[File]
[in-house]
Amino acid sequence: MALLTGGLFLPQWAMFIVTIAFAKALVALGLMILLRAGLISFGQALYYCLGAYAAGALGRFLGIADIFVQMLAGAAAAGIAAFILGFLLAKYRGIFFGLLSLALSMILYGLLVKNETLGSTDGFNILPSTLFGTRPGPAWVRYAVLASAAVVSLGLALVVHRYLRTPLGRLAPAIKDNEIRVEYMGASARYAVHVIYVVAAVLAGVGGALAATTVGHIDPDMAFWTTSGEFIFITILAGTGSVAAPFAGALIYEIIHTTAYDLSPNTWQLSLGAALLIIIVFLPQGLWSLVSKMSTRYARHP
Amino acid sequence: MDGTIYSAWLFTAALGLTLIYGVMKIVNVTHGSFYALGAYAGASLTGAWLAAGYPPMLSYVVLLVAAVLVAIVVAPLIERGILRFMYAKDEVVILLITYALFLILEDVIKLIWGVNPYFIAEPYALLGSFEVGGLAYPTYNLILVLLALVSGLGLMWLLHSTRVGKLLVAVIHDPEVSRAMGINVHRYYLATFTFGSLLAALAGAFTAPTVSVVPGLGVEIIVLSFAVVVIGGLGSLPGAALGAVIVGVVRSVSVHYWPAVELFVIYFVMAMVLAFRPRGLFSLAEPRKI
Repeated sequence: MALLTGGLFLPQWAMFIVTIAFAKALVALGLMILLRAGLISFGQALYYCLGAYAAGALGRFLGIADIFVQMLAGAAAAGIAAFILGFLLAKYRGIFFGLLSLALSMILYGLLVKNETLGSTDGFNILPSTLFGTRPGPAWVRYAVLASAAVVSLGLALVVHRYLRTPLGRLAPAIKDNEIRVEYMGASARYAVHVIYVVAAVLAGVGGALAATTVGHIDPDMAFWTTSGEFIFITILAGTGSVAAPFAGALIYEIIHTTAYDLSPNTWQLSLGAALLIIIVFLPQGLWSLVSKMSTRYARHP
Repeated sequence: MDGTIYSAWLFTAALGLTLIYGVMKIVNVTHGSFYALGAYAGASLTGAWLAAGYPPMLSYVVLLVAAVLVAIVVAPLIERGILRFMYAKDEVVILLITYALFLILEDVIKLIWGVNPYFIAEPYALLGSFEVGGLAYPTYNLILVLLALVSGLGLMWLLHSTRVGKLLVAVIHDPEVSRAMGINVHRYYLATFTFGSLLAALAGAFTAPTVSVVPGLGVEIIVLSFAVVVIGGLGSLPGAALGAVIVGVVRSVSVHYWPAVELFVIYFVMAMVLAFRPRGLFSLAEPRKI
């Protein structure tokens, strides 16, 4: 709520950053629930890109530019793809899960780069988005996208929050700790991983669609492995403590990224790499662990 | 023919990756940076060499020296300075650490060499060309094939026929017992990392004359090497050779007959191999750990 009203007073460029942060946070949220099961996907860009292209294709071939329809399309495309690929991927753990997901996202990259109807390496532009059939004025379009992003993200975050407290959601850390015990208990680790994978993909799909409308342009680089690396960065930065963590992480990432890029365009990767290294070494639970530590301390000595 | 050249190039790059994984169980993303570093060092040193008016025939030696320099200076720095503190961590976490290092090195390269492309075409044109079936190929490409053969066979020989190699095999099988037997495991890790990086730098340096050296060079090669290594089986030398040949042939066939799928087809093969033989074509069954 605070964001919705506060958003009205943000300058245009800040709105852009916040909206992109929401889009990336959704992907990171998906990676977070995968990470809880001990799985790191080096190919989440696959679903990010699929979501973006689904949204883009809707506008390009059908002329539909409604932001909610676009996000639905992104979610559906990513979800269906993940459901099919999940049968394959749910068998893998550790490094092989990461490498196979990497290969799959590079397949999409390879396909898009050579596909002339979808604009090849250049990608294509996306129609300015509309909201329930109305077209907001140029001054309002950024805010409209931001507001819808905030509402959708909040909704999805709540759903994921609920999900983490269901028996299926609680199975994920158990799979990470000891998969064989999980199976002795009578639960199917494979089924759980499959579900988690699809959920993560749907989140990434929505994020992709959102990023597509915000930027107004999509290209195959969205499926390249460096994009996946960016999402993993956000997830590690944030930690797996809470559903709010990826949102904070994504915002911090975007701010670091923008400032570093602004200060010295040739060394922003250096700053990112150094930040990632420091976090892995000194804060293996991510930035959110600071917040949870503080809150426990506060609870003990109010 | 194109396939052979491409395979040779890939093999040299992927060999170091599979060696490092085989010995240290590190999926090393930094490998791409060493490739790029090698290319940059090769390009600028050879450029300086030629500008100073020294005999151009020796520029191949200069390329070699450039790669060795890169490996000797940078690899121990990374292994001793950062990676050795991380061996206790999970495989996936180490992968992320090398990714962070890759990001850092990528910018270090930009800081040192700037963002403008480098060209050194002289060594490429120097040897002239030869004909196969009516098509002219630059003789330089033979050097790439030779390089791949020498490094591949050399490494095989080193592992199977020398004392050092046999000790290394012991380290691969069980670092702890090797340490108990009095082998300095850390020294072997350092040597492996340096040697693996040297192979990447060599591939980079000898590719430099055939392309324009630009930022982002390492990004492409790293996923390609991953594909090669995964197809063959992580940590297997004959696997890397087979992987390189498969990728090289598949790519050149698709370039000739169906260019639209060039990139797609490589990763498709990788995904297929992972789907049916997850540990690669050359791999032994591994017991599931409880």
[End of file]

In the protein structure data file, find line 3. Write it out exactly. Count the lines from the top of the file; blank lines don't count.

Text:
Amino acid sequence: MDGTIYSAWLFTAALGLTLIYGVMKIVNVTHGSFYALGAYAGASLTGAWLAAGYPPMLSYVVLLVAAVLVAIVVAPLIERGILRFMYAKDEVVILLITYALFLILEDVIKLIWGVNPYFIAEPYALLGSFEVGGLAYPTYNLILVLLALVSGLGLMWLLHSTRVGKLLVAVIHDPEVSRAMGINVHRYYLATFTFGSLLAALAGAFTAPTVSVVPGLGVEIIVLSFAVVVIGGLGSLPGAALGAVIVGVVRSVSVHYWPAVELFVIYFVMAMVLAFRPRGLFSLAEPRKI